Smart Homes will help people live in their own homes for longer

Smart Homes
State-of-the-art technology assist people to live their homes

Smart home technologies can be designed to assist older adults, especially those living in rural areas, to continue living at home. 

In 2019, McLean Care – a specialist not-for-profit regional aged care provider – received a Commonwealth Home Support Programme (CHSP) innovation grant from the Department of Health.

As part of the grant, McLean Care partnered with researchers from Monash University’s Emerging Technologies Research Lab and Deakin University’s CADET Virtual Reality Training and Simulation Research Lab to trial smart home technologies in older people’s homes.

McLean Care recruited 23 households in regional NSW and provided them with a wide range of commercially available smart home devices with diverse functionalities. Each household was able to select a combination of devices suited to their household needs and the physical layout of the home. 

Monash University researchers undertook interviews by home visits, phone calls and in-depth video calls to understand participants’ experiences with the technologies. 

McLean Care collected user reviews from the participants on the devices that they had used and administered a short end-of-trial survey to capture their interest in keeping the devices, paying for them in the future and overall feedback on the project. 

The main smart devices trial included:

Google Home digital voice assistant which provided voice-activated control of other smart home devices; access to music, news, weather and other information; and a touch screen and voice-activated tablet for video calls. 

Aeotec smart lights consisting of smart light bulbs (installed in existing lamps) controlled by voice activation, push buttons (placed near beds and chairs) and movement sensors.

Sensor-activated coloured lights were used to remind participants of everyday activities such as taking medication and opening garage doors.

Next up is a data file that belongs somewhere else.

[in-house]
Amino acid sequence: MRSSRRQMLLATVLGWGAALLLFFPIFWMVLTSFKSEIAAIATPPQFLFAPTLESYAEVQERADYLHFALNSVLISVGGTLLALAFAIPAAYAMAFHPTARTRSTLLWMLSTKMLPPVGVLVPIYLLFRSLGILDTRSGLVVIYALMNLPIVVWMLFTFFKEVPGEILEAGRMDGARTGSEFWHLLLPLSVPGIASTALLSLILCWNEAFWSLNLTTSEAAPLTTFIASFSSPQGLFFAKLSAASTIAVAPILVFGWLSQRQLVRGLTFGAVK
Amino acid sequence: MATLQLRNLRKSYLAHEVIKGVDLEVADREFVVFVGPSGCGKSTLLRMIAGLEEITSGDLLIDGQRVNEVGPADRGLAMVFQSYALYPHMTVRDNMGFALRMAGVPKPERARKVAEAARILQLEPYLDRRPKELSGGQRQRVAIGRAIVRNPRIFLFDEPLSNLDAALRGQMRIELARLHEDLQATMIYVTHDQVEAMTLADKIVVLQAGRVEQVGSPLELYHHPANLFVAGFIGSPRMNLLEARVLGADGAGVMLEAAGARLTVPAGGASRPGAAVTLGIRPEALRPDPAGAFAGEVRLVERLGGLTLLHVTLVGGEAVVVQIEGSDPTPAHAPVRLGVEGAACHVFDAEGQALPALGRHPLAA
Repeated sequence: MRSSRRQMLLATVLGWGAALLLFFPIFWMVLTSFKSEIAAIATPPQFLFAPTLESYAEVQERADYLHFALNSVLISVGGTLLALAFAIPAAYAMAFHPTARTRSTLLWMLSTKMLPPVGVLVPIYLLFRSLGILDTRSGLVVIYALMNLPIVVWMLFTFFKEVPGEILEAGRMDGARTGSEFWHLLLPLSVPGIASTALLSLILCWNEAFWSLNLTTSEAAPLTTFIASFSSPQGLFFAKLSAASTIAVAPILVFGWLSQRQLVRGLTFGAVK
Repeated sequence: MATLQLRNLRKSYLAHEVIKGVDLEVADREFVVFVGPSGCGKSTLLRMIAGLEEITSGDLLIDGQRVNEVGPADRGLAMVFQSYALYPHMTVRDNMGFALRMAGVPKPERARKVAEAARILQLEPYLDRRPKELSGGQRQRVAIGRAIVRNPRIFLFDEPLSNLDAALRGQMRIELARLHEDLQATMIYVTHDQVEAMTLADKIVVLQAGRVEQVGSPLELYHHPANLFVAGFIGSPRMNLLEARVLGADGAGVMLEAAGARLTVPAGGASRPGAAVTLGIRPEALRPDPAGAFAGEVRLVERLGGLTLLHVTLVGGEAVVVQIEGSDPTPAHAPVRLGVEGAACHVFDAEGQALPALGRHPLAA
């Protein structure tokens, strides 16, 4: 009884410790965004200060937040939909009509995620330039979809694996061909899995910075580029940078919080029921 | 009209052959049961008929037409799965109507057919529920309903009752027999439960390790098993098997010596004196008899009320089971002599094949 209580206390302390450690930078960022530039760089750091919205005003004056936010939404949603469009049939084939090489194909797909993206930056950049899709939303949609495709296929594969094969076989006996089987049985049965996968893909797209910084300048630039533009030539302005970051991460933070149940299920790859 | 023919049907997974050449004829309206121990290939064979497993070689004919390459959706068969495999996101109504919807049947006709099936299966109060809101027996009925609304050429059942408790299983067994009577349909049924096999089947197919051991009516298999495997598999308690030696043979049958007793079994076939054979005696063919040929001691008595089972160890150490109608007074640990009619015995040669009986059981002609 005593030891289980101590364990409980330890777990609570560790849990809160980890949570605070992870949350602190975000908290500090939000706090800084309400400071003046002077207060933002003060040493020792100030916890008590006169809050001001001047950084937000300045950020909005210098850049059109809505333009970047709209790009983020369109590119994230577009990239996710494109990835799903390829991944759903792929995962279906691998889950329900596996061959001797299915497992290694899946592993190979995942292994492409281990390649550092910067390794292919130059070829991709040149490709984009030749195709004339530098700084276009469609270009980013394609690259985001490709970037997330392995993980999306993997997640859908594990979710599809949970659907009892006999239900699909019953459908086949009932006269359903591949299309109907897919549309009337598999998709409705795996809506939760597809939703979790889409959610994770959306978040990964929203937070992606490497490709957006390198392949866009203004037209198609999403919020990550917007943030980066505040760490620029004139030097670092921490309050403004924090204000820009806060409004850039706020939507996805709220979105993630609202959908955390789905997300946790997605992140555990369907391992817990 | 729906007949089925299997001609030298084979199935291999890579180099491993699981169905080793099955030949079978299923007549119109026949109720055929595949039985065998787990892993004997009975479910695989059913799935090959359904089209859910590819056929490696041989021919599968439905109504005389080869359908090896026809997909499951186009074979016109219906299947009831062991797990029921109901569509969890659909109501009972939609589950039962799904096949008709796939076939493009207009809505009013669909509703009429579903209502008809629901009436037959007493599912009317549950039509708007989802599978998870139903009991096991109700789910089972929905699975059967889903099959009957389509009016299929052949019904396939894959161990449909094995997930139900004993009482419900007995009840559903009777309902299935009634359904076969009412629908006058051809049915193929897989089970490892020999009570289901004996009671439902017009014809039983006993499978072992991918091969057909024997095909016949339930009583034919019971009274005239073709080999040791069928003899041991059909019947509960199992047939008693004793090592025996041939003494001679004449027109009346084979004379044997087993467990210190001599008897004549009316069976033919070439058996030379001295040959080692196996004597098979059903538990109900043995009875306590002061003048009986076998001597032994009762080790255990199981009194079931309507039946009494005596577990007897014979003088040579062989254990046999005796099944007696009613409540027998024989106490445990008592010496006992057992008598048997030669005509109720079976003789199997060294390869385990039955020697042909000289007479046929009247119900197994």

A Kogan smart kettle which is hands-free and voice controlled.

Aeotec smart switches, controlled by smart buttons, voice activation, sensors and/or tablet were trialled in 10 households and connected to existing appliances such as pedestal fans.

The Remotec air-conditioner Infrared (IR) controller was also installed at five homes to connect air conditioners to Google Home and respond to environmental conditions automatically.

Deakin University researchers collected electronic data from the devices showing participants’ usage patterns, user reviews and end-of-trial surveys. This helped them to identify the usability challenges, and hopes and anxieties older people have of smart home devices.

“Despite the many benefits smart home devices can offer the elderly population, many older Australians are concerned about being left behind in the digital age, highlighting the need for proactive initiatives to help bridge this gap,” said Professor Yolande Strengers of Monash University.

The researchers recommended smart home devices should be offered as optional extras for in-home services, providing opportunities for seniors to gain digital living skills.

“The Smart Homes for Seniors project was designed to address the research and knowledge gaps relating to older people’s use of smart home technologies. We want this project to dispel the stereotypes around older people’s interest and capacity to engage with emerging technologies,” Professor Strengers said.

“Our research has enabled us to understand how smart home devices could support older people’s wellbeing and their ability to live independently. It also identified certain challenges they experienced when using smart home devices.” 

The study confirmed that technology can support positive ageing and create increased opportunities to age in place without loss of independence. 

Another important aspect of being able to live independently at home is health. Australian company HSC Technology Group Ltd. has integrated a CSIRO-designed home monitoring system into their TALIUS Smart Analytics platform. The device monitors resident’s health send real-time data to their healthcare providers.

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Frank Smith was trained as an agricultural scientist in the UK, moving to WA in 1974 and shortly afterwards began lecturing at WAIT (now Curtin University) in soils and agronomy. In 1979 he joined the Agriculture Protection Board in charge of publications and media relations, studying part time for a degree in Journalism. In 1992 he spent a year as a visiting professor at the University of Missouri-Columbia. Later he ran a small publication company with his wife Mary-Helen. He then began freelance writing, editing and book indexing. He has written articles for more than 40 magazines in four continents and indexed more than 20 books. In 2007 he started writing for Have a Go News and gradually reduced his writing for other publications. He later took over the subediting, ensuring Have a Go News is consistent in style and highly readable. He and Mary-Helen live in a passive solar home in the Perth Hills with a varying collection of quendas and native birds.